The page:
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  • Balázs Farkas

Is Hosting the Olympic Games Worth it?

After an Olympic Games which were closed to the public, many cities around the world are now asking if hosting the Olympic Games are worth it.

(Photo: BBC)

“Citius, altius, fortius!” (“Faster, higher, stronger”) This is the main motto of the Olympics, which refers to the constantly improving results of the athletes, but is also appropriate for the increasing scope of hosting the Olympics.

It is always a long and precise process for the IOC (International Olympic Committee) to find the best host city, but, surprisingly, it is getting harder nowadays because of the small number of applicants. For the 2024 Olympic Games only two cities presented bids which were enough to reach the final stage of the decision: Paris and Los Angeles. The fair solution by the IOC was to give the 2024 Olympic Games to Paris, and the 2028 Olympic Games to Los Angeles (the 2032 Olympic Games will be held in Brisbane, Australia). But what is the reason behind the decreasing popularity of hosting the games?

(Source: Statista)

Most important is the cost. Theoretically, it is possible to organise the Olympic Games in a profitable way, but in reality, it rarely happens. First of all, let’s take a look at the different costs. In addition to the costs of the bidding process, sport related costs and infrastructure costs also play a large role. Sport related costs are numerous and essential for the success of the Games. The future host city needs to have appropriate stadiums and venues and needs to build the Olympic Village, as well as several community buildings, etc. Infrastructure costs mean building new motorways, metro systems, hotels, and even sometimes airports; in other words, enhancing the public transportation system in order to provide the connection between the different locations not only for athletes, but for tourists as well.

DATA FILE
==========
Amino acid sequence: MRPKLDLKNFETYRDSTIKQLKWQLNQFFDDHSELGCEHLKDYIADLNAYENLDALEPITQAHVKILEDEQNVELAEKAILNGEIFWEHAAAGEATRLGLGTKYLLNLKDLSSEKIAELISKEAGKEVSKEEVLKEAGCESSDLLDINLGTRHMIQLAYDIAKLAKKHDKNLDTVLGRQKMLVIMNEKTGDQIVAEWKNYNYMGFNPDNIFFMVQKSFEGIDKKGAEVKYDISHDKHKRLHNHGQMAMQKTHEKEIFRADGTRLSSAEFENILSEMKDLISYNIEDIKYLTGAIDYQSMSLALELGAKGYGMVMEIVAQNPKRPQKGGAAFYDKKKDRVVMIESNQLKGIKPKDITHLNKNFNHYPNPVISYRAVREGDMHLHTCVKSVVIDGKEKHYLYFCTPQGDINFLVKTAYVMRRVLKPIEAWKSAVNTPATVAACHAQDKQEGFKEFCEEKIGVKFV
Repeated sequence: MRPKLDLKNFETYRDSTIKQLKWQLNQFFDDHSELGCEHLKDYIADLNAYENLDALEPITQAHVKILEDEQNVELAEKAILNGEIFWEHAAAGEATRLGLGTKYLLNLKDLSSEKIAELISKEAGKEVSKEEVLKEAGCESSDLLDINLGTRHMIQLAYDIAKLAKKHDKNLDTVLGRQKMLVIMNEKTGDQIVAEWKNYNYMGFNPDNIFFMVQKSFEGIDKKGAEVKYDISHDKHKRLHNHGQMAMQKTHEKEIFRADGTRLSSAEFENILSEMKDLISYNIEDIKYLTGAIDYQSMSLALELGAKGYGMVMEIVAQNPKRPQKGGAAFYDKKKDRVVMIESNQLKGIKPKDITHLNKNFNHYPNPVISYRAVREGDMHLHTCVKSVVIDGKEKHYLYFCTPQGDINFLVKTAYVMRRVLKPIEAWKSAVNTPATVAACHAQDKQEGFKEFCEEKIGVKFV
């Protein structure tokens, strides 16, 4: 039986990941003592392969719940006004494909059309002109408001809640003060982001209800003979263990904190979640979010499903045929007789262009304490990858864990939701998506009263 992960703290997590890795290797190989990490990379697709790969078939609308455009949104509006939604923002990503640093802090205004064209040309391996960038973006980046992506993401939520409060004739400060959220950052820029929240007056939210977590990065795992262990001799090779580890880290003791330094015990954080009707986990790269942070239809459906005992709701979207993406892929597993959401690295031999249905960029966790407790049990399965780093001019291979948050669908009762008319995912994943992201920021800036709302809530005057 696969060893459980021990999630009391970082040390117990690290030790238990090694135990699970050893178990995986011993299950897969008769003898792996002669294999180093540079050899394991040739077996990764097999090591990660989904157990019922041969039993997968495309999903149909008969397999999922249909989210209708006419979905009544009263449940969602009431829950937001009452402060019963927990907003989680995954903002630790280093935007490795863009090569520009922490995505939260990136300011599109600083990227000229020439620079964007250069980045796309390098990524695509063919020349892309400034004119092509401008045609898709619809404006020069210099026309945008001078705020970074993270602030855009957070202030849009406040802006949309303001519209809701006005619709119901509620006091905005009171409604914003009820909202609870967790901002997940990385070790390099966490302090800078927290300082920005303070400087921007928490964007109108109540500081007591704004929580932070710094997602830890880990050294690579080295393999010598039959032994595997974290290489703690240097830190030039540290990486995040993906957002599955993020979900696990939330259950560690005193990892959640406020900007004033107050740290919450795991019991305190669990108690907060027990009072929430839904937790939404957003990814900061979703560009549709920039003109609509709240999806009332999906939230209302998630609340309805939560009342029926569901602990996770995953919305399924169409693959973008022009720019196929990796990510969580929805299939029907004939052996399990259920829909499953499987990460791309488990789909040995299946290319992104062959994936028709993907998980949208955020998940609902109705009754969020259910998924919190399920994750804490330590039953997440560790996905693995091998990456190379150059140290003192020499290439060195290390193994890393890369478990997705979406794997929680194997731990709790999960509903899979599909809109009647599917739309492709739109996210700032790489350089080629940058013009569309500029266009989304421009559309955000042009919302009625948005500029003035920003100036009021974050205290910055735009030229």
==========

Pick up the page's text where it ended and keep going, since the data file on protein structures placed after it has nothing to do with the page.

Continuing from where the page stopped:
However, these large infrastructure projects also have a positive effect by boosting the local economy. They can create many new jobs, and the stadiums and undergrounds can be used after the games, so this money can be wisely invested, building infrastructure not only for the Olympic Games, but for the future of the city as well. Of course, planning for the future is not always successful. A lot of stadiums (especially in Athens and Rio de Janeiro) will not be used further, because they do not need them anymore. What is even worse is the lack of funds available to maintain these large facilities, so just a few years after the games we could see pictures of abandoned and desolate stadiums.

Abandoned Stadium in Athens (Source: Popular Mechanics)

The main income of the Olympic Games comes from tourism and broadcasting, which could, in theory, cover the expenses. The problem is that the host cities always overspend, since 1960 by an average of 172%. This can cause a massive debt for the country, which sometimes have to be paid by the citizens, like after the games in Athens.

And there is the case of Tokyo 2020, where no tourists were allowed to take part in the Olympic games due to Covid-19 restrictions, which means a financial disaster for Japan, including the additional costs of preventing the spread of the virus.

The only irrefutable reason for a country to organize the Olympic Games is the national pride, the prestige of being in the world’s focus. During the Olympic Games a country can show its power by being able to host the games. This is very important, because it can appeal to a lot of tourists in the following years, and also helps to build a better image of the country.

Overall, there are two possibilities for the next Olympic Games. If the IOC continues its way of requiring gigantic buildings and infrastructure, then only big metropolises could afford to organize the games, where the demanded facilities already exist. The other way is to find a model to have cost-efficient, sustainable Olympic Games, giving a chance also for smaller cities to be able to be a host.

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